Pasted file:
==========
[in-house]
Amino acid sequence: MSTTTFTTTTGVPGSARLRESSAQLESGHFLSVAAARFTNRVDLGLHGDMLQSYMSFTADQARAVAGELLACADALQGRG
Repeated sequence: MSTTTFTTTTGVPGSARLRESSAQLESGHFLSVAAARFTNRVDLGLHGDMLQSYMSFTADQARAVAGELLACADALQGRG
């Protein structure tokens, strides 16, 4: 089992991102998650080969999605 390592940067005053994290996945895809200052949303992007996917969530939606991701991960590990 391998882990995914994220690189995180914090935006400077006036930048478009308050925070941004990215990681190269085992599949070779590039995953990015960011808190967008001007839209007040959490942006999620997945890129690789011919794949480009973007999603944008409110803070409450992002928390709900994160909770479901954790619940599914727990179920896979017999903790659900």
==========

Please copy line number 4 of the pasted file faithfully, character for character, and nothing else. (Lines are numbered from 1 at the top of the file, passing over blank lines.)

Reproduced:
């Protein structure tokens, strides 16, 4: 089992991102998650080969999605 390592940067005053994290996945895809200052949303992007996917969530939606991701991960590990 391998882990995914994220690189995180914090935006400077006036930048478009308050925070941004990215990681190269085992599949070779590039995953990015960011808190967008001007839209007040959490942006999620997945890129690789011919794949480009973007999603944008409110803070409450992002928390709900994160909770479901954790619940599914727990179920896979017999903790659900």